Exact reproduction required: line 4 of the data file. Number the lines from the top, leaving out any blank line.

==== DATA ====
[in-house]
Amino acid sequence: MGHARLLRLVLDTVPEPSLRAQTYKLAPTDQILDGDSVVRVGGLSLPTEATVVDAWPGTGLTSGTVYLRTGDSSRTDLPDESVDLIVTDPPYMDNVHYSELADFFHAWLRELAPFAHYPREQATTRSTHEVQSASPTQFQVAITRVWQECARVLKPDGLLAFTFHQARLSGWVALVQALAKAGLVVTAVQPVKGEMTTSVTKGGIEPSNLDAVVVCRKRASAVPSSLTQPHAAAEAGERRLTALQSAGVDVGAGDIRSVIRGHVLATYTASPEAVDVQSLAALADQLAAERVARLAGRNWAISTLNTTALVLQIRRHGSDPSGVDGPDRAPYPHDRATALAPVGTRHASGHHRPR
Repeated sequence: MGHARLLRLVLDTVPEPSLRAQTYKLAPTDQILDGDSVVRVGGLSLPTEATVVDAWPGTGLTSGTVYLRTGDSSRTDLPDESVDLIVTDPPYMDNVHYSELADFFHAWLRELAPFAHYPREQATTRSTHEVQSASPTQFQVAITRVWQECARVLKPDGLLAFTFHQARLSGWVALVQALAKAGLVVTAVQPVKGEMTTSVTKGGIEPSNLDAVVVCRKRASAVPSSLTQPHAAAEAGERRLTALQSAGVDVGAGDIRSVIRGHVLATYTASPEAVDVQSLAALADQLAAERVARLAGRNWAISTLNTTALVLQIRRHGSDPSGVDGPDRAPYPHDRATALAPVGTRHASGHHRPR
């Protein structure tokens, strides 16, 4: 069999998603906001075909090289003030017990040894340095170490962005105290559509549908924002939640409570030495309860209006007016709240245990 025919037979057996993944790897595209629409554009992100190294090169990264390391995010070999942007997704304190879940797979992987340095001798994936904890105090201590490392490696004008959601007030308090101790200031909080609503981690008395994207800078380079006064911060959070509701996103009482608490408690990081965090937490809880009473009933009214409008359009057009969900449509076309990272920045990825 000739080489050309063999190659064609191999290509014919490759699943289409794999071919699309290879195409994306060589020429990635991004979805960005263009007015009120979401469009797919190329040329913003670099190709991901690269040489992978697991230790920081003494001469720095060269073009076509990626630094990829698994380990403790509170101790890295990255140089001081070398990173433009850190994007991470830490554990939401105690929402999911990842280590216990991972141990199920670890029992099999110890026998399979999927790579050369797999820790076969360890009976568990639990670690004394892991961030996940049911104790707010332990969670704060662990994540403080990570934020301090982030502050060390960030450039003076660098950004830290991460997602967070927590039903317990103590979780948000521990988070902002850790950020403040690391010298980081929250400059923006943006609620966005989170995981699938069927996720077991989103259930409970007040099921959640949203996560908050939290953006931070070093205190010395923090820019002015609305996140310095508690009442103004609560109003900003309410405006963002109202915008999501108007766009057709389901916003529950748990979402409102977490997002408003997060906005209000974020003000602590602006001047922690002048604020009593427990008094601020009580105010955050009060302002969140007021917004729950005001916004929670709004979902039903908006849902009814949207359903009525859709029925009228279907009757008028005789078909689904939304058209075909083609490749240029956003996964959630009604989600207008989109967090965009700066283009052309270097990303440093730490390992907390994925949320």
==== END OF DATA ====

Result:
């Protein structure tokens, strides 16, 4: 069999998603906001075909090289003030017990040894340095170490962005105290559509549908924002939640409570030495309860209006007016709240245990 025919037979057996993944790897595209629409554009992100190294090169990264390391995010070999942007997704304190879940797979992987340095001798994936904890105090201590490392490696004008959601007030308090101790200031909080609503981690008395994207800078380079006064911060959070509701996103009482608490408690990081965090937490809880009473009933009214409008359009057009969900449509076309990272920045990825 000739080489050309063999190659064609191999290509014919490759699943289409794999071919699309290879195409994306060589020429990635991004979805960005263009007015009120979401469009797919190329040329913003670099190709991901690269040489992978697991230790920081003494001469720095060269073009076509990626630094990829698994380990403790509170101790890295990255140089001081070398990173433009850190994007991470830490554990939401105690929402999911990842280590216990991972141990199920670890029992099999110890026998399979999927790579050369797999820790076969360890009976568990639990670690004394892991961030996940049911104790707010332990969670704060662990994540403080990570934020301090982030502050060390960030450039003076660098950004830290991460997602967070927590039903317990103590979780948000521990988070902002850790950020403040690391010298980081929250400059923006943006609620966005989170995981699938069927996720077991989103259930409970007040099921959640949203996560908050939290953006931070070093205190010395923090820019002015609305996140310095508690009442103004609560109003900003309410405006963002109202915008999501108007766009057709389901916003529950748990979402409102977490997002408003997060906005209000974020003000602590602006001047922690002048604020009593427990008094601020009580105010955050009060302002969140007021917004729950005001916004929670709004979902039903908006849902009814949207359903009525859709029925009228279907009757008028005789078909689904939304058209075909083609490749240029956003996964959630009604989600207008989109967090965009700066283009052309270097990303440093730490390992907390994925949320």